My first year on the trip I could hardly even make contact with my hammer on a nail. After four more summers, I am now very good at hammering nails.  It was a hard learning curve but I persevered. I realized that every nail matters in the building of a home.

Each nail represented a piece of our church community tying Hollywood, South Carolina to our community in Warrenton, Virginia. You see the world in a different light. You notice things that you did not notice before. You see the poverty but you also see the spirit in every home.


“Life is short, so be quick to be kind, and make haste to love.” -Benjamin Maas

This quote really signifies what the missions trip means. We go down to Hollywood, South Carolina in hopes of improving the residents lives. Instead, the residents improve our own lives by showing their quickness to be kind towards us. They allow a bunch of high-schoolers into their homes. These homes may not seem like much by our standards, but they take great pride in what they have. It is an amazing feat of courage on the homeowners part to allow us to improve something that has been such a critical part in their lives. The three main points of the missions trip are relationships, community building, and love. These three main points do so much more than build a simple home. They bring the world together. This is an experience that everyone should take an advantage of because this opportunity will benefit you just as much as the homeowners.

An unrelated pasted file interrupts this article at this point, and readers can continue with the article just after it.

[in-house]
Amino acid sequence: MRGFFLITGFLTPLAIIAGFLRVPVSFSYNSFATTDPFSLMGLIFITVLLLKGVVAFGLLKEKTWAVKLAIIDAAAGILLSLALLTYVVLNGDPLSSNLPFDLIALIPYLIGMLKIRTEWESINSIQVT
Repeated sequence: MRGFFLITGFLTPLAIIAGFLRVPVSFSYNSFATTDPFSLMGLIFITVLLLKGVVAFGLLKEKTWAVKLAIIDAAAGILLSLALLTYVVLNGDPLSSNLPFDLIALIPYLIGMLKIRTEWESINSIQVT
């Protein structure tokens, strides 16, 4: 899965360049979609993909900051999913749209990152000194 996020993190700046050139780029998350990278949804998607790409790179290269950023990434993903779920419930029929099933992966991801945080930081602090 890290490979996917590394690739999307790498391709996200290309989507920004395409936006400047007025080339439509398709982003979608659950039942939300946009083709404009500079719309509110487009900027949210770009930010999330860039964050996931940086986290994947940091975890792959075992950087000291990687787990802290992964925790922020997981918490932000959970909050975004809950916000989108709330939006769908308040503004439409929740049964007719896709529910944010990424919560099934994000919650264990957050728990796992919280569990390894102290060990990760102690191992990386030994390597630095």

“Without a sense of caring there can be no sense of community” -Anthony J. D’Angelo.